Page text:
The Top 15 Security Posts – Vetted & Curated

*Threats & Defense*
1. More Attacks against Computer Automatic Update Systems (Schneier on Security, May 16 2019)
Last month, Kaspersky discovered that Asus’s live update system was infected with malware, an operation it called Operation Shadowhammer. Now we learn that six other companies were targeted in the same operation.

2. Cisco Patches Critical Vulnerabilities in Prime Infrastructure (PI) Software (SecurityWeek, May 16 2019)
Cisco has released patches for numerous vulnerabilities affecting its products, including Critical flaws in the Cisco Prime Infrastructure (PI) Software that could allow remote code execution.

3. On the path to Zero Trust security: Time to get started (Help Net Security, May 20 2019)
This article is more about how to get from where you are today to a Zero Trust security posture. As with most things worthwhile, they don’t happen overnight. Zero Trust is a journey. But if you don’t start, you are never going to finish. In this article, we will share five best practices businesses should think about when moving towards a Zero Trust security model.

8,000 Security News Articles
Since I started this curated newsletter in June 2017, I’ve clipped ~8,000 articles and narrowed them down into the best 20 per day. This is my favority way to stay abreast of the industry. Readers like you make this all worthwhile.
Thanks! – Lucas Samaras

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*AI, IoT, & Mobile Security*
4. Trump’s Sanctions on China Are Making Huawei Phones Less Secure (VICE, May 20 2019)
Google is shutting down its business relationship with Huawei. What does this mean for the security of your Huawei devices?

5. Chinese-made drones could transmit flight data back to makers, gov’t, DHS CISA warns (SC Magazine, May 21 2019)
The Department of Homeland Security (DHS) Cybersecurity and Infrastructure Security Agency (CISA) warned in a Monday alert that drones made in China might be transmitting flight data back to their makers that the Chinese government can access.

6. How Hackers Broke WhatsApp With Just a Phone Call (Wired, May 14 2019)
All it took to compromise a smartphone was a single phone call over WhatsApp. The user didn’t even have to pick up the phone.

*Cloud Security, DevOps, AppSec*
7. Google Has Stored Some Passwords in Plaintext Since 2005 (Wired, May 21 2019)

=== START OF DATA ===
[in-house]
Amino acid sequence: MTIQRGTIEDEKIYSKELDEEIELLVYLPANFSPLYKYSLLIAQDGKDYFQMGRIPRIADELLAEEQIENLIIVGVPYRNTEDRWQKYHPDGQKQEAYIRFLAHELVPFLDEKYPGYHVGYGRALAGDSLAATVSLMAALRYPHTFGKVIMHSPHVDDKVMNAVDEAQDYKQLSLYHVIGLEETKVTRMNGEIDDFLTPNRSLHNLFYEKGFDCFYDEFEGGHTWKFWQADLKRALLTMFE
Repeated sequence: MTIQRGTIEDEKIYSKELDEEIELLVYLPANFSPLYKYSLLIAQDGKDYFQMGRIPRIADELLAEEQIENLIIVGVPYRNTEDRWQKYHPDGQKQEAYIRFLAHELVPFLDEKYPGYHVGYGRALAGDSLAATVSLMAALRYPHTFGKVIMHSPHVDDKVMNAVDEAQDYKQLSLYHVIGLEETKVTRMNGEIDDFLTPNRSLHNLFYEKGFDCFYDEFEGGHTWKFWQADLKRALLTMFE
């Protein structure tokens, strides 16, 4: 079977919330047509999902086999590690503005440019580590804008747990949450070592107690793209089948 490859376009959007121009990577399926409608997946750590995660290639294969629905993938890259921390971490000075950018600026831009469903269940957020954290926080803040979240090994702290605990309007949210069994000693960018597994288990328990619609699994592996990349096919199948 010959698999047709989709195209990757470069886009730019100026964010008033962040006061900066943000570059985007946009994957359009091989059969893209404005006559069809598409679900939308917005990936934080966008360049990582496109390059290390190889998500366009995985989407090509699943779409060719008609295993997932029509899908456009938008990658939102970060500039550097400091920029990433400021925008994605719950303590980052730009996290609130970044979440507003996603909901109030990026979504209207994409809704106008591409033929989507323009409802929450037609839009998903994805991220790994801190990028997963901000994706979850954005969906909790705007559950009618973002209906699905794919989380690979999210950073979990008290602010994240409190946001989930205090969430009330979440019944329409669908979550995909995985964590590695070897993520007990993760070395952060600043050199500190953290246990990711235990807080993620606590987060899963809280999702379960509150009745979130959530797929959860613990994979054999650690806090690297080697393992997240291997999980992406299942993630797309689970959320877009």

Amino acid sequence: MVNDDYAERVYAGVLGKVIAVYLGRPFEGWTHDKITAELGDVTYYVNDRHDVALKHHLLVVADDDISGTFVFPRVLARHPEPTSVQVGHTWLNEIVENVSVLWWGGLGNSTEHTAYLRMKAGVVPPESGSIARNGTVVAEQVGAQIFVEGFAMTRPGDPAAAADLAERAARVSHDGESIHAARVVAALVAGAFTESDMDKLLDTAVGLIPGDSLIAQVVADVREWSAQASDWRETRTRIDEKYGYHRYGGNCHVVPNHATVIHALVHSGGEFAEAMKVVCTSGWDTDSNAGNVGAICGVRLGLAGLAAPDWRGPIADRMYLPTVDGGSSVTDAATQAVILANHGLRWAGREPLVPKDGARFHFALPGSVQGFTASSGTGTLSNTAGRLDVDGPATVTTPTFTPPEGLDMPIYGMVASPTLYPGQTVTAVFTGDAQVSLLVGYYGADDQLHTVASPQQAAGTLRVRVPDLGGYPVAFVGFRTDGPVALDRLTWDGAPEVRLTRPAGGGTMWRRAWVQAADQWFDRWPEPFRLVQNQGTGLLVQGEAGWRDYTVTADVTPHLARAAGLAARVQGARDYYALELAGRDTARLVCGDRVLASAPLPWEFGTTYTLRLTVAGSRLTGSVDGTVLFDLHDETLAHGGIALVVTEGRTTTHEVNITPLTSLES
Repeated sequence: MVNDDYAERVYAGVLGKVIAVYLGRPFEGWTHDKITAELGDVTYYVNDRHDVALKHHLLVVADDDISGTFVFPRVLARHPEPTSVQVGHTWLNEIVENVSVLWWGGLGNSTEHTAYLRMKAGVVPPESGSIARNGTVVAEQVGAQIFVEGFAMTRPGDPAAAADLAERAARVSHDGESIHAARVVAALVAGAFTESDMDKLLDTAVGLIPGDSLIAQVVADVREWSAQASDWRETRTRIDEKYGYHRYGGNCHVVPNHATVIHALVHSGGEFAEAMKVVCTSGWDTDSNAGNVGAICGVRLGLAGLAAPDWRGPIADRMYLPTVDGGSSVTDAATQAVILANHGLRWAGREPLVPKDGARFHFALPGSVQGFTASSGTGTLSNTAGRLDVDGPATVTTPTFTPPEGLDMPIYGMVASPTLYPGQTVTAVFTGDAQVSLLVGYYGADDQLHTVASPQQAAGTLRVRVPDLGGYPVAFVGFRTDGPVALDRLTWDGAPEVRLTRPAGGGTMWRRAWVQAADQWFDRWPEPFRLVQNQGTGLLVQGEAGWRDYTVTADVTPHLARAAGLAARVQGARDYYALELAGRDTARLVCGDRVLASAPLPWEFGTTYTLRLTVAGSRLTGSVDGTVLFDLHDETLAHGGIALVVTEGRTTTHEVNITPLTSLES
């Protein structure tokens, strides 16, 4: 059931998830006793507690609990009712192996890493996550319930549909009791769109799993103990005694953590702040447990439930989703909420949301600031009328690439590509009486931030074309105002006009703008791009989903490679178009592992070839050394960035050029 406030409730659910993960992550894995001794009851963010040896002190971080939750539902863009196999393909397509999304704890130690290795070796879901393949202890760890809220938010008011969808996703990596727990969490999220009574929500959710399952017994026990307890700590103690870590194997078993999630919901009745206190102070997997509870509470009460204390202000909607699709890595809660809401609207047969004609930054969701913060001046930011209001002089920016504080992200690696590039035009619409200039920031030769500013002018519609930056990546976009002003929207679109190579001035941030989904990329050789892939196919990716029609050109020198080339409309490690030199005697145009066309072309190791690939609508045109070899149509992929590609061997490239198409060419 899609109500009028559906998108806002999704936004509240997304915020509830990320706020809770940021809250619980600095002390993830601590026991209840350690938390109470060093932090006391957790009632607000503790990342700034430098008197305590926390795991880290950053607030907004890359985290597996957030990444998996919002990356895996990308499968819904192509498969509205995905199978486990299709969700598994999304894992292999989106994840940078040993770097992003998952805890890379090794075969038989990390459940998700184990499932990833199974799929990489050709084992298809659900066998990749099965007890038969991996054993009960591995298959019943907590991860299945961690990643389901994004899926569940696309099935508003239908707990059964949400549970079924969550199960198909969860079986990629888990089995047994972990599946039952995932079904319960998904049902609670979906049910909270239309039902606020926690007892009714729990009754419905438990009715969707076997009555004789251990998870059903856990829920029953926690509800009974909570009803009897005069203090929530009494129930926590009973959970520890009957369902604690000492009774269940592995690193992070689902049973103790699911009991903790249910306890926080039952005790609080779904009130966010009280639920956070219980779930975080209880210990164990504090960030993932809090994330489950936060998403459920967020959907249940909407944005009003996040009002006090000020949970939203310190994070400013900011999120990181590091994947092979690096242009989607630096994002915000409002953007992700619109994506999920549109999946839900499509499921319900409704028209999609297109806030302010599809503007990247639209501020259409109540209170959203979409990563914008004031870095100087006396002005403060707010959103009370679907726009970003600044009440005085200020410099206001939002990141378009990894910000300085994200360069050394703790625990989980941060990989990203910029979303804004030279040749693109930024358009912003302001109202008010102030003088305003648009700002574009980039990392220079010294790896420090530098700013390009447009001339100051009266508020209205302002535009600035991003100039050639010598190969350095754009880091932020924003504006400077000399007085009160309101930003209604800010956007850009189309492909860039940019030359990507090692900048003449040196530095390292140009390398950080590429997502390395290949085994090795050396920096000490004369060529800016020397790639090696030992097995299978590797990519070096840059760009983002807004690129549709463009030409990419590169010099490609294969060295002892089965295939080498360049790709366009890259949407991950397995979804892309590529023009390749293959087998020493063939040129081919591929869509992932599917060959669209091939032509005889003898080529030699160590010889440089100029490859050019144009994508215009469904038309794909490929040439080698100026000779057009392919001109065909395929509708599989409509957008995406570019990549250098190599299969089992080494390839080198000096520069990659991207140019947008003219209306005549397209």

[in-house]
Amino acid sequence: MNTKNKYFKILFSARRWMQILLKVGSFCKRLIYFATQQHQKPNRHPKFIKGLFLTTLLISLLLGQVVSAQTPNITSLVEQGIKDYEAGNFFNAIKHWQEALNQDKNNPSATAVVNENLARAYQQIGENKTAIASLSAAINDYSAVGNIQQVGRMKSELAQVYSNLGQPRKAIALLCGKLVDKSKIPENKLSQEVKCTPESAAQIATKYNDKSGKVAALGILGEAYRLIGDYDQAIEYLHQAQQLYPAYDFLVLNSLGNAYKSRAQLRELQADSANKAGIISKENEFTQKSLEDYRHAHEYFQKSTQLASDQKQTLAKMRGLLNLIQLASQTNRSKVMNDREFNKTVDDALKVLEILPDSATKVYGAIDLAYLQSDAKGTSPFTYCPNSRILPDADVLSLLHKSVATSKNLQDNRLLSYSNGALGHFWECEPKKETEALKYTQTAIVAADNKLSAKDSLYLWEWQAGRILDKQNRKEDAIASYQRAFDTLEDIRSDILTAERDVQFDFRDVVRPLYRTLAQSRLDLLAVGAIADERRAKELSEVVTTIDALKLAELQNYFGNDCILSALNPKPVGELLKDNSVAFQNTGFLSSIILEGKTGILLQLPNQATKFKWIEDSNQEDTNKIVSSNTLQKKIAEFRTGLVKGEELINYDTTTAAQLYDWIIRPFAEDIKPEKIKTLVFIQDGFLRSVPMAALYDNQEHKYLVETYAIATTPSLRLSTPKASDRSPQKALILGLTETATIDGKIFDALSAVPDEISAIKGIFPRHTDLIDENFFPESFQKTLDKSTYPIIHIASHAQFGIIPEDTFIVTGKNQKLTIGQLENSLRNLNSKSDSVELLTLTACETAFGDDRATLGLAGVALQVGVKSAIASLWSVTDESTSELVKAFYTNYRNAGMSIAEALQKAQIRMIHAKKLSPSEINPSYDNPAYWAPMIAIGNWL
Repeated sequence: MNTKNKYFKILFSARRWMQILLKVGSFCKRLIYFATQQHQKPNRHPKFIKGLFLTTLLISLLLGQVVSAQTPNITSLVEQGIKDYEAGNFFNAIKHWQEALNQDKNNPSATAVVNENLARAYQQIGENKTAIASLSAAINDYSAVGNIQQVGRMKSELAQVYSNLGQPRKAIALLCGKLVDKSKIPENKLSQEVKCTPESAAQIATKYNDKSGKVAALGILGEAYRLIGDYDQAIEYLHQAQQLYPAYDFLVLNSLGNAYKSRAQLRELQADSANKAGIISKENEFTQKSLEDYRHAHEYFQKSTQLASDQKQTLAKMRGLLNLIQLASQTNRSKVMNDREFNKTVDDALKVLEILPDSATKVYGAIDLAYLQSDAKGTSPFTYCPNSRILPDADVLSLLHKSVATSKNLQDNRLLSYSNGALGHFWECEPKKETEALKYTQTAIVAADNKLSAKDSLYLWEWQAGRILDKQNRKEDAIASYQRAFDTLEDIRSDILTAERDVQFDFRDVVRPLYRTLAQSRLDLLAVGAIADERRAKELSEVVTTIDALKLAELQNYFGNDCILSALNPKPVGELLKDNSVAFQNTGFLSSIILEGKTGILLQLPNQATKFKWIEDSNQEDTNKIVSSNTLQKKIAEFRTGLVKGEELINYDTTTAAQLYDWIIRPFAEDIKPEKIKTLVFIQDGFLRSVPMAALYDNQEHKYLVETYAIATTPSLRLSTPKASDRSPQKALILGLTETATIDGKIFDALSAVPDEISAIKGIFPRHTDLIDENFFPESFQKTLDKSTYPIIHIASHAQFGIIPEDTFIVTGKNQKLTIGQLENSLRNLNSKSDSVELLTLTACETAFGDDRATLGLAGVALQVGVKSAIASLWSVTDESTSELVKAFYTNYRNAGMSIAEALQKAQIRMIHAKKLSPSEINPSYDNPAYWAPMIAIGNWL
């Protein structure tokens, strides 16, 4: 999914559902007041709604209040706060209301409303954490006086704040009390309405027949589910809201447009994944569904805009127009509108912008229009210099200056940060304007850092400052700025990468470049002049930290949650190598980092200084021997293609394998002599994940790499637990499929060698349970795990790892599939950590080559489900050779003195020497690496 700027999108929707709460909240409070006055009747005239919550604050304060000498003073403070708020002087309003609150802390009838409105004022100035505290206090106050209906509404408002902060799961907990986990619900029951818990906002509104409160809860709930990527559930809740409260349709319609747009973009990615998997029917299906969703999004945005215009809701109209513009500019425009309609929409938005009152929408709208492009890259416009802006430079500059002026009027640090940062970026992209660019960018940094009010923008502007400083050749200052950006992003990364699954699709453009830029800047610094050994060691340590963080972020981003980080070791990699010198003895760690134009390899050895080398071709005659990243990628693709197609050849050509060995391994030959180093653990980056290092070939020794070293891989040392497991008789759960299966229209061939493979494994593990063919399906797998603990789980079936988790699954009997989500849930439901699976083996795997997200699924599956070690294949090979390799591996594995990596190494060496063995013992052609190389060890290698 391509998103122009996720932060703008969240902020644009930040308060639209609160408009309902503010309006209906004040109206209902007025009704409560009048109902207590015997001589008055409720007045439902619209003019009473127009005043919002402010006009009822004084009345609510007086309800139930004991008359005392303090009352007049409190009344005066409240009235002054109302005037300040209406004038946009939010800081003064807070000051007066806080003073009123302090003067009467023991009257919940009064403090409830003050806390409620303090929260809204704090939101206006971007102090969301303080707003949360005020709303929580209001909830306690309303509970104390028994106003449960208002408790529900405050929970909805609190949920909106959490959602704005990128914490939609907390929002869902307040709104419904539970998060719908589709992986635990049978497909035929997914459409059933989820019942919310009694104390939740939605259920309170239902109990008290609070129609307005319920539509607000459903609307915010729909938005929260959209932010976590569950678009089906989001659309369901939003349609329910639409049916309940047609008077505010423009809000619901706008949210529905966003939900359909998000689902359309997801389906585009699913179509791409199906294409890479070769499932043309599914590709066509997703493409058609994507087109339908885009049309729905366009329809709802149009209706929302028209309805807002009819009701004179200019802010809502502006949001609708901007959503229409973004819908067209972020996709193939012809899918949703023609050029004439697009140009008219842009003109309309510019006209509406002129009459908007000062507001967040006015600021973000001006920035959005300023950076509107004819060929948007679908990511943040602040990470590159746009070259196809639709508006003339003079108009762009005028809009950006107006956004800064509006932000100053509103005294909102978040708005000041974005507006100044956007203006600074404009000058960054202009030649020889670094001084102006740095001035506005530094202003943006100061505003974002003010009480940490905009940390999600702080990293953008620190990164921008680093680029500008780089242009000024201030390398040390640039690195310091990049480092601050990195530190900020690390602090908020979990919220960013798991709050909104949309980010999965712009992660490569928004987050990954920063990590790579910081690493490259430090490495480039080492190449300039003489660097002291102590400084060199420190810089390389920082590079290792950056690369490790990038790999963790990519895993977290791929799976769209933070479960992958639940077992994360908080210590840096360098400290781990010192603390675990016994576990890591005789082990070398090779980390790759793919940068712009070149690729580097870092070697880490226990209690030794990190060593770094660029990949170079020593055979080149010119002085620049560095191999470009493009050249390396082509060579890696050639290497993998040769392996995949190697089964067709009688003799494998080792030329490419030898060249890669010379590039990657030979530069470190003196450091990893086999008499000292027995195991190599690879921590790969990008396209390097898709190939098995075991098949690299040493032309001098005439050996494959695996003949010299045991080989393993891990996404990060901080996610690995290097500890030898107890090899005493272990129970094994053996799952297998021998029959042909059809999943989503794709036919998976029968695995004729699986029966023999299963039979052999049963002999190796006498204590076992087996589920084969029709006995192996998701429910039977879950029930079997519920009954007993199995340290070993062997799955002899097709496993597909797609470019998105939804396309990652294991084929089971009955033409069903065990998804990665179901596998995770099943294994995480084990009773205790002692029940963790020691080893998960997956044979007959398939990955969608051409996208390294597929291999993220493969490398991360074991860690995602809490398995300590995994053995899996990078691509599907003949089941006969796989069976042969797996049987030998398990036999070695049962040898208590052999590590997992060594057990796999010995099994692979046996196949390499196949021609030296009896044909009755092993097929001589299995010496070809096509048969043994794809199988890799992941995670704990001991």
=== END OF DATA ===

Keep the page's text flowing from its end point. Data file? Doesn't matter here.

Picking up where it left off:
On the heels of embarrassing disclosures from Facebook and Twitter, Google reveals its own password bugs—one of which lasted 14 years.

8. Fifth of Docker Containers Have No Root Passwords (Infosecurity Magazine, May 21 2019)
Security oversight could expose them to exploitation

9. Slack Flaw Allows Hackers to Steal, Manipulate Downloads (SecurityWeek, May 17 2019)
A recently patched vulnerability in the Slack desktop application for Windows can be exploited by malicious actors to steal and manipulate a targeted user’s downloaded files.

*Identity Mgt & Web Fraud*
10. Fingerprinting iPhones (Schneier on Security, May 22 2019)
This clever attack allows someone to uniquely identify a phone when you visit a website, based on data from the accelerometer, gyroscope, and magnetometer sensors.

11. Amazon Shareholders Support Selling Face Recognition Tech to Police (SecurityWeek, May 22 2019)
Amazon on Wednesday confirmed that shareholders rejected proposals to prohibit sales of facial recognition technology to governments and study how it might threaten privacy or civil rights.

12. OMB releases replacement to M-04-04 (OMB, May 21 2019)
M-19-17, Enabling Mission Delivery through Improved Identity, Credential, and Access Management

*CISO View*
13. Equifax just became the first company to have its outlook downgraded for a cyber attack (CNBC, May 22 2019)
A Moody’s spokesperson said the downgrade is significant because “it is the first time that cyber has been a named factor in an outlook change.” Equifax’s breach in 2017 will have a lasting effect on the company’s security spend and infrastructure costs, Moody’s said.

14. Huawei given 90-day reprieve from Entity List (SC Magazine, May 22 2019)
The U.S. Commerce Department has temporarily relieved Chinese manufacturer Huawei of its inclusion on the federal Entity List, allowing the company to continue to do operate with its business partners for 90 days.

15. Half of companies missed GDPR deadline, 70% admit systems won’t scale (Help Net Security, May 17 2019)
Even if given two years notice to achieve GDPR compliance, only half of companies self-reported as compliant by May 25, 2018, a DataGrail survey reveals.